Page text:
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The Gains from Input Trade in Firm-Based Models of Importing

Author

Listed:
  • Joaquin Blaum
  • Claire LeLarge
  • Michael Peters

Abstract

Trade in intermediate inputs allows firms to lower their costs of production by using better, cheaper, or novel inputs from abroad. Quantifying the aggregate impact of input trade, however, is challenging. As importing firms differ markedly in how much they buy in foreign markets, results based on aggregate models do not apply. We develop a methodology to quantify the gains from input trade for a class of firm-based models of importing. We derive a sufficiency result: the change in consumer prices induced by input trade is fully determined from the joint distribution of value added and domestic expenditure shares in material spending across firms. We provide a simple formula that can be readily evaluated given the micro-data. In an application to French data, we find that consumer prices of manufacturing products would be 27% higher in the absence of input trade.

Suggested Citation

  • Joaquin Blaum & Claire LeLarge & Michael Peters, 2015. "The Gains from Input Trade in Firm-Based Models of Importing," NBER Working Papers 21504, National Bureau of Economic Research, Inc.
  • Handle: RePEc:nbr:nberwo:21504
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    References listed on IDEAS

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    1. Jonathan Eaton & Samuel Kortum & Francis Kramarz, 2011. "An Anatomy of International Trade: Evidence From French Firms," Econometrica, Econometric Society, vol. 79(5), pages 1453-1498, September.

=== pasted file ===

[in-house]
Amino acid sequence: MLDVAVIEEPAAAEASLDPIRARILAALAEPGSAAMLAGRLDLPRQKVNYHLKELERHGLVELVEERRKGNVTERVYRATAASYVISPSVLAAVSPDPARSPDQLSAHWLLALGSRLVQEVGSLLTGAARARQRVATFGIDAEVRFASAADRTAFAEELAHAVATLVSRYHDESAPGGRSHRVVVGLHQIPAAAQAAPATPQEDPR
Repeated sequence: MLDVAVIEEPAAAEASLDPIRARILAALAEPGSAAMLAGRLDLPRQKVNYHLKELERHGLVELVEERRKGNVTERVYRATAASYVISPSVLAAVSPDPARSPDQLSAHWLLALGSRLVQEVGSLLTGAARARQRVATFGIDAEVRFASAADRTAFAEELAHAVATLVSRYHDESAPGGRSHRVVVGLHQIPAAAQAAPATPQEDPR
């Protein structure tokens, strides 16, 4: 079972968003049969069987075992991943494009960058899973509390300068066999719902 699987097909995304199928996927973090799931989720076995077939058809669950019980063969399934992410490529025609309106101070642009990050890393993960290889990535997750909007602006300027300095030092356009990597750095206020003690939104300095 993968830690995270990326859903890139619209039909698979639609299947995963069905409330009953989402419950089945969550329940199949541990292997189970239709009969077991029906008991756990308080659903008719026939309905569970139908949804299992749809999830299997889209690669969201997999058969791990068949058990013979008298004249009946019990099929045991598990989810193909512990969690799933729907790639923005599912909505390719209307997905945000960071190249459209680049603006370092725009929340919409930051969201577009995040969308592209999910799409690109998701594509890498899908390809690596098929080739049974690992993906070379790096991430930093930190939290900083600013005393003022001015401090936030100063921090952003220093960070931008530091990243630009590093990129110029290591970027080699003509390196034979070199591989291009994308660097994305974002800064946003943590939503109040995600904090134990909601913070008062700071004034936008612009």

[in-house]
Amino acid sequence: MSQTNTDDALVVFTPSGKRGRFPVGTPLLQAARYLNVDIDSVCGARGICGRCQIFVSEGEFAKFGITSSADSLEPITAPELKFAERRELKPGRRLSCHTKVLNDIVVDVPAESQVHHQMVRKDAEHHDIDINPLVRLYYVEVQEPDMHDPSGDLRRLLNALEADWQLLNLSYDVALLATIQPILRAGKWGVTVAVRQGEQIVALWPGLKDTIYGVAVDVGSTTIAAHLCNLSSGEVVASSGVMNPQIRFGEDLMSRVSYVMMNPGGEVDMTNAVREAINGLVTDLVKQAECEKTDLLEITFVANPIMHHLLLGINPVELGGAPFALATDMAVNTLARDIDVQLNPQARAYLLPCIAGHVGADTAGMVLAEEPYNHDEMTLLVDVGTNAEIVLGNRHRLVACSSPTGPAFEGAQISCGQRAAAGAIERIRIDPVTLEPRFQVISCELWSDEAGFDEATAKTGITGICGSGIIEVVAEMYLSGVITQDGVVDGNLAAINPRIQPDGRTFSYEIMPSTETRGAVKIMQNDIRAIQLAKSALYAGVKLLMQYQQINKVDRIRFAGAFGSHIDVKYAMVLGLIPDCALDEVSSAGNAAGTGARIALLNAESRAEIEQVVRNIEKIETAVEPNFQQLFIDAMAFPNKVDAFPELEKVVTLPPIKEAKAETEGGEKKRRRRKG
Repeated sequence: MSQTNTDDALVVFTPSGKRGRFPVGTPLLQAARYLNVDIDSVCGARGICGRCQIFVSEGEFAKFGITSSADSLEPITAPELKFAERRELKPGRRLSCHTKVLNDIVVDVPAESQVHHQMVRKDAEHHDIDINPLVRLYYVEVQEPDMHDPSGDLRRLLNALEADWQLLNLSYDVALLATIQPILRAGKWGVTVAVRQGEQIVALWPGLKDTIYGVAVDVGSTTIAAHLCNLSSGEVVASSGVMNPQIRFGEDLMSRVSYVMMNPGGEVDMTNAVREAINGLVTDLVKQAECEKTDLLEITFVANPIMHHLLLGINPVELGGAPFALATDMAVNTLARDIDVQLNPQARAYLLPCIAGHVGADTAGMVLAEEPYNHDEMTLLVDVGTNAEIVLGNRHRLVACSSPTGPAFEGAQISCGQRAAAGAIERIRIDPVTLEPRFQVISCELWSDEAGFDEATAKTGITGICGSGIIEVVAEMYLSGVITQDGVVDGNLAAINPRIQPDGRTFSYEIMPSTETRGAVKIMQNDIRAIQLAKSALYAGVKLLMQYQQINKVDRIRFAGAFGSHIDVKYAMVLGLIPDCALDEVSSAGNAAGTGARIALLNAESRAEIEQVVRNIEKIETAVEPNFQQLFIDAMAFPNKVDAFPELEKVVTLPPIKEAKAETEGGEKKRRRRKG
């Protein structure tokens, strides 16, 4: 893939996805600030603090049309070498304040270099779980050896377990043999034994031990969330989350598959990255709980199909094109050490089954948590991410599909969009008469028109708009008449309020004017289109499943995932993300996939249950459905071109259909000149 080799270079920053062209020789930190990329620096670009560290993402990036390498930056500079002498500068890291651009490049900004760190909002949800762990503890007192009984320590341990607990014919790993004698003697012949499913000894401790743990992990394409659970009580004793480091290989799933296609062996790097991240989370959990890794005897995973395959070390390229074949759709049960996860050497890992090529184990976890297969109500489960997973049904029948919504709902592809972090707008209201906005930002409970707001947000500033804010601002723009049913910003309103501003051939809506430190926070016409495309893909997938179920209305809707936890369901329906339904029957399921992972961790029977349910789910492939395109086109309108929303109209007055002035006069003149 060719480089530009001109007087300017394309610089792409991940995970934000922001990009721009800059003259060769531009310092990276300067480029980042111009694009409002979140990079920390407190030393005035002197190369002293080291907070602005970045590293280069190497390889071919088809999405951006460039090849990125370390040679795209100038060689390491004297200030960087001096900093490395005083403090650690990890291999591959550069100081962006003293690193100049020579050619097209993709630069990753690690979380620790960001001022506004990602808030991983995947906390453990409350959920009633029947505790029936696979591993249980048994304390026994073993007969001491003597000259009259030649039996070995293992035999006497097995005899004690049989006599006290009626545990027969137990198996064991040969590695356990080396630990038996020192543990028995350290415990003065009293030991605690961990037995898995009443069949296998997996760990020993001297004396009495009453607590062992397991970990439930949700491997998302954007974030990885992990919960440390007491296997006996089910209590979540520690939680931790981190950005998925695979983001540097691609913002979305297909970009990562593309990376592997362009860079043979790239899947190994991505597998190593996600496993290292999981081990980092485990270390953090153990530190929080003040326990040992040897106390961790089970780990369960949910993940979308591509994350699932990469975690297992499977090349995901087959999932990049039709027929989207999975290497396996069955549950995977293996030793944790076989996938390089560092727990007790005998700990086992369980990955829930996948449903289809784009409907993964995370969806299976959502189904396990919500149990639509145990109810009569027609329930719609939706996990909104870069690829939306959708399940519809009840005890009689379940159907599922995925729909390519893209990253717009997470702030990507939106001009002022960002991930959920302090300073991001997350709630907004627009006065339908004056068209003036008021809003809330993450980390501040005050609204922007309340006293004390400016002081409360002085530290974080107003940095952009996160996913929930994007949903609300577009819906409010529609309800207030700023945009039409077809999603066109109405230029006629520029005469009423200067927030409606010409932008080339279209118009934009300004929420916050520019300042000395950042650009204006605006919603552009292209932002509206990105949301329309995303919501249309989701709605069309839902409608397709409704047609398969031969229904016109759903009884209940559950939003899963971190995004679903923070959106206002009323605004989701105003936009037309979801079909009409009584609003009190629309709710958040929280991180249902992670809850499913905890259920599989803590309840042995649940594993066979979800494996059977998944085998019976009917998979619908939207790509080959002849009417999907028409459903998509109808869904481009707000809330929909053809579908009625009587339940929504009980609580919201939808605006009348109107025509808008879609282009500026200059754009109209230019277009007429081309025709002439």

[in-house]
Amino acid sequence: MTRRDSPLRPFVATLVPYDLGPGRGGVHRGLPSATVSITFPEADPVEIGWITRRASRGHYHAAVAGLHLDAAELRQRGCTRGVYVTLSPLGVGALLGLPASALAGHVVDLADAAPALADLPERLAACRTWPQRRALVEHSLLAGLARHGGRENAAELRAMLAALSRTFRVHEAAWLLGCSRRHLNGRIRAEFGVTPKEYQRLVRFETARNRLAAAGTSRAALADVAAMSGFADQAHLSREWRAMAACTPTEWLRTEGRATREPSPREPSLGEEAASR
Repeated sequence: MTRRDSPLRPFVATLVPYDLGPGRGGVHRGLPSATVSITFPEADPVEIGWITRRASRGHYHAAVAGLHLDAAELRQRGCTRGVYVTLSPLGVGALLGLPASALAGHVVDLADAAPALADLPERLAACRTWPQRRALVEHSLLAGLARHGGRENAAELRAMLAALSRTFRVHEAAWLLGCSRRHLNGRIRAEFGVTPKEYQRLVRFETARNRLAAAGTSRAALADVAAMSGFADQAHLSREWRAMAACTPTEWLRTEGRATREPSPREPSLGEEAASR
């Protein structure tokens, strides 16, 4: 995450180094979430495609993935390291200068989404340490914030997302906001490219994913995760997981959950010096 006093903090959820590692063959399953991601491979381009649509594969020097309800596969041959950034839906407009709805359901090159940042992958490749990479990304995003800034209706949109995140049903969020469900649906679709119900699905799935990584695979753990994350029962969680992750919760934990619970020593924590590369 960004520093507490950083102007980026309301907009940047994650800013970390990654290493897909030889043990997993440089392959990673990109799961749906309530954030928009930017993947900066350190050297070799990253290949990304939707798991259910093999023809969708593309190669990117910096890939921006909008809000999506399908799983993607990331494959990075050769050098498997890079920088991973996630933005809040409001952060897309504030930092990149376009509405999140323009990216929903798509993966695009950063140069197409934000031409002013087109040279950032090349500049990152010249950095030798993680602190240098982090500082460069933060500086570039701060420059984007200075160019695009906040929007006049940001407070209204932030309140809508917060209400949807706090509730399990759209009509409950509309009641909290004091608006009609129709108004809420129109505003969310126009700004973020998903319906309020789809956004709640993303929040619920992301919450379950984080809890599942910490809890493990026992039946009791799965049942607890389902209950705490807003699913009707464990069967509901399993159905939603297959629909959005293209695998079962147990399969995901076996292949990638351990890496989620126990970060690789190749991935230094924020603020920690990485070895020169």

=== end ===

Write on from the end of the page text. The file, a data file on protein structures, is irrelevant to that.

2. Ana Cecília Fieler & Marcela Eslava & Daniel Xu, 2014. "Trade, Skills, and Quality Upgrading: A Theory with Evidence from Colombia," NBER Working Papers 19992, National Bureau of Economic Research, Inc.
    3. Ezra Oberfield & Devesh Raval, 2012. "Micro data and macro technology," Working Paper Series WP-2012-11, Federal Reserve Bank of Chicago.
    4. Panle Jia, 2008. "What Happens When Wal-Mart Comes to Town: An Empirical Analysis of the Discount Retailing Industry," Econometrica, Econometric Society, vol. 76(6), pages 1263-1316, November.
    5. Lorenzo Caliendo & Fernando Parro, 2015. "Estimates of the Trade and Welfare Effects of NAFTA," Review of Economic Studies, Oxford University Press, vol. 82(1), pages 1-44.
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    Citations

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    Cited by:

    1. J. Blaum & c. Lelarge & M. Peters, 2017. "Firm Size and the Intensive Margin of Import Demand," Working papers 657, Banque de France.
    2. Laura Alfaro & Alejandro Cuñat & Harald Fadinger & Yanping Liu, 2017. "The Real Exchange Rate, Innovation and Asymmetries and Hysteresis," Harvard Business School Working Papers 18-044, Harvard Business School, revised May 2018.
    3. Martin Beraja, 2017. "Counterfactual Equivalence in Macroeconomics," 2017 Meeting Papers 1400, Society for Economic Dynamics.
    4. Ramanarayanan, Ananth, 2017. "Imported inputs, irreversibility, and international trade dynamics," Journal of International Economics, Elsevier, vol. 104(C), pages 1-18.